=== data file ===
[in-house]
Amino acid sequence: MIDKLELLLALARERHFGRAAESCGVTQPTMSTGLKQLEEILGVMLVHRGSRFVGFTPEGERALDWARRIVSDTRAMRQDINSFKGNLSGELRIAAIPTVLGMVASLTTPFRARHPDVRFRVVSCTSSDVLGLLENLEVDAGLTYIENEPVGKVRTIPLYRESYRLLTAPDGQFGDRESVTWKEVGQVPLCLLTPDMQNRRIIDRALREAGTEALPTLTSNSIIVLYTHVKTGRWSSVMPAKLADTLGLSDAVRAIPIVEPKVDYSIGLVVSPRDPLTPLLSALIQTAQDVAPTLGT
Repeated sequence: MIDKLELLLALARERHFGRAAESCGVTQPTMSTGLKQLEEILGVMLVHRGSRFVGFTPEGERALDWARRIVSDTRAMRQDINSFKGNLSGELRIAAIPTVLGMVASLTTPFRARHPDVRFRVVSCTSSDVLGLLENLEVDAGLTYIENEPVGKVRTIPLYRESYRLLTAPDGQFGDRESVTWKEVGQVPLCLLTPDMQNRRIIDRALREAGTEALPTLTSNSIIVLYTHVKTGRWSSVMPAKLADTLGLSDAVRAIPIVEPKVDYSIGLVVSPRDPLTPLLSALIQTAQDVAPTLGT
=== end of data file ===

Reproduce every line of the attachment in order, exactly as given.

[in-house]
Amino acid sequence: MIDKLELLLALARERHFGRAAESCGVTQPTMSTGLKQLEEILGVMLVHRGSRFVGFTPEGERALDWARRIVSDTRAMRQDINSFKGNLSGELRIAAIPTVLGMVASLTTPFRARHPDVRFRVVSCTSSDVLGLLENLEVDAGLTYIENEPVGKVRTIPLYRESYRLLTAPDGQFGDRESVTWKEVGQVPLCLLTPDMQNRRIIDRALREAGTEALPTLTSNSIIVLYTHVKTGRWSSVMPAKLADTLGLSDAVRAIPIVEPKVDYSIGLVVSPRDPLTPLLSALIQTAQDVAPTLGT
Repeated sequence: MIDKLELLLALARERHFGRAAESCGVTQPTMSTGLKQLEEILGVMLVHRGSRFVGFTPEGERALDWARRIVSDTRAMRQDINSFKGNLSGELRIAAIPTVLGMVASLTTPFRARHPDVRFRVVSCTSSDVLGLLENLEVDAGLTYIENEPVGKVRTIPLYRESYRLLTAPDGQFGDRESVTWKEVGQVPLCLLTPDMQNRRIIDRALREAGTEALPTLTSNSIIVLYTHVKTGRWSSVMPAKLADTLGLSDAVRAIPIVEPKVDYSIGLVVSPRDPLTPLLSALIQTAQDVAPTLGT